Tackling the Deferred Maintenance Crisis

Tackling the Deferred Maintenance Crisis

Five Things Every Institutional Leader Should Know About the Campus Threat and Strategies to Improve

Colleges and universities face daunting deferred maintenance backlogs. Budget shortfalls are only amplifying the issue, and maintenance needs have begun to impact the student experience, impair critical research efforts, and ultimately prevent institutions from achieving their strategic goals.

Our briefing outlines five insights campus leaders should keep in mind when navigating deferred maintenance decisions.

More on this topic

This resource is part of the Address Critical Deferred Maintenance Backlogs Roadmap. Access the Roadmap for stepwise guidance with additional tools and research.

1. Deferred maintenance is not just a Facilities problem—it affects everyone

Deferred maintenance has been a top priority for facilities leaders for decades. As institutions face aging buildings and growing maintenance backlogs, tackling deferred maintenance has increasingly become a primary concern for boards, presidents, academic leaders, and students. The growing attention on deferred maintenance is unsurprising given that maintenance issues affect all areas of campus. Unaddressed capital needs have a direct impact on the ability of other leaders to recruit students or attract star faculty critical to research excellence.

Facilities forced to make budget trade-off between planned maintenance and landscaping/grounds

Facilities must sink research lab renewal dollars into unexpected HVAC failure in same building

Facilities deprioritizes classroom upgrades in favor of infrastructure investments

Facilities executive told to refresh teaching labs, expands work to address critical overdue renewal

VP of Enrollment Management worries about recruiting students due to diminishing curb appeal of campus

Provost unable to recruit star faculty with current research labs

Deans forced to invest their own budget into upgrading classrooms and lecture halls

CBO becomes frustrated when a series of modernization and renewal projects go over budget

2. Capital renewal needs are more complicated than a single backlog number

Most institutions can point to a single number that represents their deferred maintenance backlog. This figure roughly approximates all projects a campus must complete to return various infrastructure components (like roofs and foundations) and building systems (like plumbing and HVAC) to “like-new” condition.

It’s a whole lot better to get $10 million a year for 10 years than to get nothing for nine years and then have $100 million dumped on you all at once.

Dennis Bailey, Senior Associate VP, Facilities, Florida State University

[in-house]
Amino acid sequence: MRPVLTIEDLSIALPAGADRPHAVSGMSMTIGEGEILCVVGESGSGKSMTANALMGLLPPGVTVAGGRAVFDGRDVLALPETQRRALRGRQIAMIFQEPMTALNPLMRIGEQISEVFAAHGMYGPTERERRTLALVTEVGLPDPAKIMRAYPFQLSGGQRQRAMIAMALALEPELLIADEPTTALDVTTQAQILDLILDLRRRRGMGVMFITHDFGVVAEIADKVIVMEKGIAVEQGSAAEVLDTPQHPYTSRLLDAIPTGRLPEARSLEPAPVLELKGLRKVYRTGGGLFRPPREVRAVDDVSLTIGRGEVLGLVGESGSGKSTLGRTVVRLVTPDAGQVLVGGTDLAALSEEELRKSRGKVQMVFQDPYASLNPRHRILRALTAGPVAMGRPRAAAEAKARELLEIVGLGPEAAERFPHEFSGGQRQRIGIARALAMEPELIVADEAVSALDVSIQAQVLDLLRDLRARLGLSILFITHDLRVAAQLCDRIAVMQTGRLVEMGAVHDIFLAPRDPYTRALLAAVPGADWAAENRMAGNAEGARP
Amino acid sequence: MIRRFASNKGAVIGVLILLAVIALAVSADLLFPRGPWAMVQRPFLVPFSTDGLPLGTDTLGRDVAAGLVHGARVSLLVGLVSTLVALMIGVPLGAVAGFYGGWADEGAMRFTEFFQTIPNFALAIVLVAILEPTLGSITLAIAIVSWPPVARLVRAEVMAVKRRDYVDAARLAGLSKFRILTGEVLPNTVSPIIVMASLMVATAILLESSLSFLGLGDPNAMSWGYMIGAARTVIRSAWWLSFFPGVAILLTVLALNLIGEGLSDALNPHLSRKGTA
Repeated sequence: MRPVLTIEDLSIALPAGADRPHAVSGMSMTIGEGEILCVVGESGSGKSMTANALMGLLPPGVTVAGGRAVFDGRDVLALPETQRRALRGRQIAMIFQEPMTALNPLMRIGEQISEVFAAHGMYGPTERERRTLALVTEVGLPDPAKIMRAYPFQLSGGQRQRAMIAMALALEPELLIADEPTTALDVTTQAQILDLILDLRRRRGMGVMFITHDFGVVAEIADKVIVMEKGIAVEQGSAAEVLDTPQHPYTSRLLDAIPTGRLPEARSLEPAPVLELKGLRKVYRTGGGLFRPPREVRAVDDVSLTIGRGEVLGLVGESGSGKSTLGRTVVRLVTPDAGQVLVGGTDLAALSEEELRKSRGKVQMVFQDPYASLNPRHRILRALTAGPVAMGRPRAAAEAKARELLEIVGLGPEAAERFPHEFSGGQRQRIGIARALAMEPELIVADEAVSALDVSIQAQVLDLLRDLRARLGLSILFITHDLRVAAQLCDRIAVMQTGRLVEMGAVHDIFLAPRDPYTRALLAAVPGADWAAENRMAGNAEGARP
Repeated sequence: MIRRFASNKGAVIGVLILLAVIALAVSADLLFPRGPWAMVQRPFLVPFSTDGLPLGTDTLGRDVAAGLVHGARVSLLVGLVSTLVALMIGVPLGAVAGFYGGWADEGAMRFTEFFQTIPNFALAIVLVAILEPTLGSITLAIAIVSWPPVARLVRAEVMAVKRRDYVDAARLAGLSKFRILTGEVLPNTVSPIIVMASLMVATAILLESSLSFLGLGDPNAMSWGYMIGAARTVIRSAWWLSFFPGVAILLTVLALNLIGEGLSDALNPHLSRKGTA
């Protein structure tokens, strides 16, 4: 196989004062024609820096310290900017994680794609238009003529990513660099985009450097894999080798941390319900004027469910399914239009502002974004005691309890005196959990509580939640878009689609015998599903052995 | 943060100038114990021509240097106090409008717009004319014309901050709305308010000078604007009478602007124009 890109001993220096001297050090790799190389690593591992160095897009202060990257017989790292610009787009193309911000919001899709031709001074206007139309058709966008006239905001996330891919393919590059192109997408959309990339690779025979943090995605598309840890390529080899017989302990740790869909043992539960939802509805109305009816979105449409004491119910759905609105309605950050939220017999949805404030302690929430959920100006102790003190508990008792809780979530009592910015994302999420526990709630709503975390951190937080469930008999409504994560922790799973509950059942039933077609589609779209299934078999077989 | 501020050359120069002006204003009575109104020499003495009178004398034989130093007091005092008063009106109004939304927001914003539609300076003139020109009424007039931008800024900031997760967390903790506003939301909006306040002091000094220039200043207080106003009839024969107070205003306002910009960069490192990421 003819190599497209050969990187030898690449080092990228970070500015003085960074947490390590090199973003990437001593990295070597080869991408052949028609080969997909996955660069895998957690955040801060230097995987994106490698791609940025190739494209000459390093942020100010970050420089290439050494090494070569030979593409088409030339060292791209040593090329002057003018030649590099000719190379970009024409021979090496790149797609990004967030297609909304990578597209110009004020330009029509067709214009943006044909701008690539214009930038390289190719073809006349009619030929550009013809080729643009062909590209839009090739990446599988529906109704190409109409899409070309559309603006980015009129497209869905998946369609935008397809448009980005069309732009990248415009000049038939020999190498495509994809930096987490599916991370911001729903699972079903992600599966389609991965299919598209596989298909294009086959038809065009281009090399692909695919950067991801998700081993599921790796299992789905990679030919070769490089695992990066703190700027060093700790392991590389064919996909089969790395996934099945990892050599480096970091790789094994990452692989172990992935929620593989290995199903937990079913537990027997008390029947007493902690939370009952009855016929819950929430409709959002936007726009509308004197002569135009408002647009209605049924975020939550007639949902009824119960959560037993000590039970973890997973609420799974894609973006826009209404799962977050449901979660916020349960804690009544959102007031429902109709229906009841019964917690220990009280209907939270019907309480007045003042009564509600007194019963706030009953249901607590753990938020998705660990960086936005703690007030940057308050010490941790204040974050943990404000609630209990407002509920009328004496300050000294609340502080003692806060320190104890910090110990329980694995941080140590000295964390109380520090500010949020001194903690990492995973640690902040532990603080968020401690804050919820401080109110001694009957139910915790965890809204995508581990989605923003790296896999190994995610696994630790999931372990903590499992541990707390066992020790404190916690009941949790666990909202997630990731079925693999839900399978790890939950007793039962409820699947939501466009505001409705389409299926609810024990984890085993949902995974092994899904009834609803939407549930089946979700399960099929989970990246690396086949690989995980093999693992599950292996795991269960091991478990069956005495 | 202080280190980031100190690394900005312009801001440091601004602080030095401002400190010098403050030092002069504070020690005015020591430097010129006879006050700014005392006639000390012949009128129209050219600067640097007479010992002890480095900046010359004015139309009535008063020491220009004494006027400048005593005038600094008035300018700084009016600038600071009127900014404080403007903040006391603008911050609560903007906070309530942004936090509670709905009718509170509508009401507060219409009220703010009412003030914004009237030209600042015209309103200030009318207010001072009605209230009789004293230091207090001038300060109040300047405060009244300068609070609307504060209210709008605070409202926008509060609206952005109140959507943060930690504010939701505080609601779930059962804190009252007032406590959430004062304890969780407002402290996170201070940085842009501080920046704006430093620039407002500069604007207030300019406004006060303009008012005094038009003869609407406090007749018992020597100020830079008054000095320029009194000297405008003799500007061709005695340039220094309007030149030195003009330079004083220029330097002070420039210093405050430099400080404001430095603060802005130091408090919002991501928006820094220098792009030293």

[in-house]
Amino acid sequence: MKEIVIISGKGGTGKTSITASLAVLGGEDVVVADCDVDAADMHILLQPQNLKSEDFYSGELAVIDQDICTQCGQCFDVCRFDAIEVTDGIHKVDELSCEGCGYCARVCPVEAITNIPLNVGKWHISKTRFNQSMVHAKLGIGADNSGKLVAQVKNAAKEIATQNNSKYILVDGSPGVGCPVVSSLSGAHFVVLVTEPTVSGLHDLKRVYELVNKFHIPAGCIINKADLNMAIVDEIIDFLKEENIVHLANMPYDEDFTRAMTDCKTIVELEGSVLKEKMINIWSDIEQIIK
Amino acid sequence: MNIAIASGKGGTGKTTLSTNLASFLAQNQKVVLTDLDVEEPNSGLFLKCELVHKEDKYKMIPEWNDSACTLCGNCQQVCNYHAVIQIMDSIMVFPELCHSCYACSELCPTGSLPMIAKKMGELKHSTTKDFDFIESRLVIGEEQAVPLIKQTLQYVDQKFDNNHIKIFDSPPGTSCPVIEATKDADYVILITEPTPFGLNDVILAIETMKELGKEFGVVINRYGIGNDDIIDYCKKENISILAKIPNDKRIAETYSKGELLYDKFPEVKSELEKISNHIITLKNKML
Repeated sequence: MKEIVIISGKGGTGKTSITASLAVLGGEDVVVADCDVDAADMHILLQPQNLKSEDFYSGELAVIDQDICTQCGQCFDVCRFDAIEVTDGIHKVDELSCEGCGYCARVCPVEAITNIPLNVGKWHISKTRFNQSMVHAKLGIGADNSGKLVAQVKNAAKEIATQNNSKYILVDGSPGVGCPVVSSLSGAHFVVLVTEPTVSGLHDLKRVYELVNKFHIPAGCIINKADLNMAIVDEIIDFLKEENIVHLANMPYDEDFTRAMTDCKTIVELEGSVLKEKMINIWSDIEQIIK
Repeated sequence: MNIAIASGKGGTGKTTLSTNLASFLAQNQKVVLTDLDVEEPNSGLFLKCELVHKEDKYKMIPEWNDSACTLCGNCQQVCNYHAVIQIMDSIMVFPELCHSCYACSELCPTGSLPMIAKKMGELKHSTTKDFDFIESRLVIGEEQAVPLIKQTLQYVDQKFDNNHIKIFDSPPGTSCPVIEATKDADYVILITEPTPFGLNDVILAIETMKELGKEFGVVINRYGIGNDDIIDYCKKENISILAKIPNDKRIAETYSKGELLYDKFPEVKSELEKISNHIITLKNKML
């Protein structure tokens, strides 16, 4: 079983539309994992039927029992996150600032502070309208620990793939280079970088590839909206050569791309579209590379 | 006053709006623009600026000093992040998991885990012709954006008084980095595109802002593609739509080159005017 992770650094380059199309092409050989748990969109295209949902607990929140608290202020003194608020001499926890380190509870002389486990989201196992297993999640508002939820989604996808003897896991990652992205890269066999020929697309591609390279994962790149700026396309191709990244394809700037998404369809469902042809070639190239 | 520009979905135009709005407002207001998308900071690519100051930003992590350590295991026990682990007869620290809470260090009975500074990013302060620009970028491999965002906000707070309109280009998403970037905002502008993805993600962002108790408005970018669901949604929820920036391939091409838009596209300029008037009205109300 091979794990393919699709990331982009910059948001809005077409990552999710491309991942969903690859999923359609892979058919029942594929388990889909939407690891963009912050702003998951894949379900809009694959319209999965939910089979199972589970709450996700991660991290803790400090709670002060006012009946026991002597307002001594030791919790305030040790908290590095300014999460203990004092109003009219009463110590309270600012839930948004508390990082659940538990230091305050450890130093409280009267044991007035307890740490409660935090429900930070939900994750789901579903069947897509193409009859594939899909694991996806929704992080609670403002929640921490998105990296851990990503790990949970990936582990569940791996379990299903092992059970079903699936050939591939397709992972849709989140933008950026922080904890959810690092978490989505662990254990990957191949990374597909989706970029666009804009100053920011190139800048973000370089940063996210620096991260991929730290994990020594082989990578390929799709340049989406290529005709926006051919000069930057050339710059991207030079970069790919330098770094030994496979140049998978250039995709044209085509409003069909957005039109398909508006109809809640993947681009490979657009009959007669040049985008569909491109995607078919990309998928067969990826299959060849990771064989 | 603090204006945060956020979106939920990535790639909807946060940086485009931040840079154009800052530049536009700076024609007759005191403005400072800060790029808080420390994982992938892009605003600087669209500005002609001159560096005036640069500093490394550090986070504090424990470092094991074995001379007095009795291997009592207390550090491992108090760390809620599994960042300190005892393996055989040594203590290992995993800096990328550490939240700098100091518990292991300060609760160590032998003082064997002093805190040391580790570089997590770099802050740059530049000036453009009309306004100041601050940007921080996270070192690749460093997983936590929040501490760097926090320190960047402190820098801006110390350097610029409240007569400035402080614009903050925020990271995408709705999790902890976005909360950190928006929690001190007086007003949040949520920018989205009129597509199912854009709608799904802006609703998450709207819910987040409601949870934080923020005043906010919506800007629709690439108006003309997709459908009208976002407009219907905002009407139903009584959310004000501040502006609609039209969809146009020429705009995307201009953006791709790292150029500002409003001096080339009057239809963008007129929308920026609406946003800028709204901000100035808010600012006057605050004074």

3. Diminishing Facilities resources have fueled growing backlogs

Nearly all institutions face declining revenues due to changes in enrollment, public support, research funding, and debt capacity. Unfortunately, tightening budgets have negatively impacted Facilities units the most.

At public institutions, every spending category has risen above its pre-recession level—except plant operations and maintenance (O&M) spending, which has dropped 8% since 1987. At private institutions, plant O&M has grown at less than 1% each year, the slowest pace compared to the other categories.


average growth of deferred maintenance backlog compared to inflation
average growth of deferred maintenance backlog compared to inflation

4. While daunting, the backlog is surmountable

Addressing a growing deferred maintenance backlog represents one of the single greatest challenges facing most campuses. However, there are a select number of institutions that have achieved zero (or close to zero) deferred maintenance. And while not every strategy will be replicable for each institution, these campuses offer pieces of a roadmap that others can pursue.

One institution that has seen great success in the past decade is the University of Denver. Their estimated backlog in 2007 was $145 million. Recognizing that figure would seem insurmountable to the board, Facilities leaders first set aside three components: $51 million in long-term needs, $19 million of non-critical work in low-priority buildings, and $11 million for projects with potential donors. Facilities leaders framed the remaining $64 million as $12.8 million a year for the next five years.

5. EAB has a suite of resources to help you address your backlog

Progressive institutions offer a number of lessons on how higher education can begin to turn the tanker and address the deferred maintenance backlog. To equip institutions with the information they need, the Facilities Forum offers multiple resources.

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